Set in a familiar, if fictitious, corner of the Pacific Northwest, City Haul follows the exploits of attorney Matt Archer's whose latest challenge is defending an outlaw biker caught dead-to-rights smuggling drugs across the Canadian border. Complicating matters are a sexy state legislator, a pot-smoking local judge, and a sheriff with a chip on his shoulder. Small town politics, legislative shenanigans, and bad bikers with no sense of humor keep Matt on his toes … as does his savvy ten-year-old daughter.
Told with wry wit and honesty, the story is fast-paced, with courtroom drama, an insider's peek at legislating, and motorcycle gang shenanigans, including the mysterious and enormous Mongo and his pal Freight Train.
"Hilarious," "eclectic characters," and "a rollicking good read" are among the comments on the book. ("Sex, drugs, and violence, and you want my help?" asked Mick the cop.)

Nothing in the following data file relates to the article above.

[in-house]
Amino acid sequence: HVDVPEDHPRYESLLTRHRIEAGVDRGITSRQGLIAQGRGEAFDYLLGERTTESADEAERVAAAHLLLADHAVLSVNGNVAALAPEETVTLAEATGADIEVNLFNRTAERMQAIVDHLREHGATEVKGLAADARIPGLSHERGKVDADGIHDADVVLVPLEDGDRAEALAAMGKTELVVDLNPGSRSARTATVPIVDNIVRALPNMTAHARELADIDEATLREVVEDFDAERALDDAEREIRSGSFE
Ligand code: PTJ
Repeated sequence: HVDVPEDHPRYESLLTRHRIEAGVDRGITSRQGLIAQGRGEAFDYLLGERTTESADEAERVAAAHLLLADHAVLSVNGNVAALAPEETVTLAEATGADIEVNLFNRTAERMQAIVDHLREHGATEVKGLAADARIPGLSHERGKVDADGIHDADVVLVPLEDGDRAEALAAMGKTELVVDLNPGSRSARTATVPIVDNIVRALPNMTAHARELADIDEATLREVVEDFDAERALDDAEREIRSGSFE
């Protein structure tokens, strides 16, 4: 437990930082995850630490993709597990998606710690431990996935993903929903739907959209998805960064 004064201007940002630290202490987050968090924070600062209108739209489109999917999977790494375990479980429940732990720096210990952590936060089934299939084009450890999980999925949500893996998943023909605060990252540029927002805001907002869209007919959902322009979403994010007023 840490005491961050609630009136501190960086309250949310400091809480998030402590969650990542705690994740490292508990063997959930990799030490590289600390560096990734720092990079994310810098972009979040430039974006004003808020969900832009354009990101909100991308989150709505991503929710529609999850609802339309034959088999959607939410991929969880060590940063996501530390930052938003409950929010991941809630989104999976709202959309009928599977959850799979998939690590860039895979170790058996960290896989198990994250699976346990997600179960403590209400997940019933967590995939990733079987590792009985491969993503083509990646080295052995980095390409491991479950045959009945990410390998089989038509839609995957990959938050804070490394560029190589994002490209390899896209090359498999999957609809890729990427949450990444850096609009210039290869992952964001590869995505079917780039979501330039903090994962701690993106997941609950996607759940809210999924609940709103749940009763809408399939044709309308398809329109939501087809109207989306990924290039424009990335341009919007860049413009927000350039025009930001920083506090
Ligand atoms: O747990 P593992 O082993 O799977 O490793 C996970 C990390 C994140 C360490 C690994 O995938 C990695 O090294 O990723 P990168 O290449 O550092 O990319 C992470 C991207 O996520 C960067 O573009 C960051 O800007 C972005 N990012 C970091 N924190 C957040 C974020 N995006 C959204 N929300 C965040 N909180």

Another reader commented, "Attorney Matt Archer slips into a spicy stew of unctuous politics and unsavory characters. His attempts to repair his tattered reputation, re-build a relationship with his young daughter, and rescue his marriage make City Haul a delightful dish!"
Richard Little is a retired attorney and government lobbyist who's lived in the Pacific Northwest for thirty-eight years. His writing has been published in the Seattle Times, the Seattle Post-Intelligencer; and the Santa Fe Writers Project; also in the 2016 Summer Solstice issue of Cirque Magazine, in Clover, A Literary Rag, and in an anthology titled So Much Depends Upon … City Haul is his first novel, following two collections of short stories, Postcards from the Road (2015) and Jakey's Fork - A River's Journey (2018).
Educated at the University of California (Berkeley) and Hastings College of the Law (San Francisco), Richard served in the Navy JAG Corps and later was counsel to a committee of the U.S. House of Representatives. He worked in the Bellingham City Attorney's office, then finished his career as that city's Government Relations Director (i.e., lobbyist) in Olympia and Washington D.C.
Richard invites readers to read more of his work at "The Write Stuff," http://pepys2000.blogspot.com.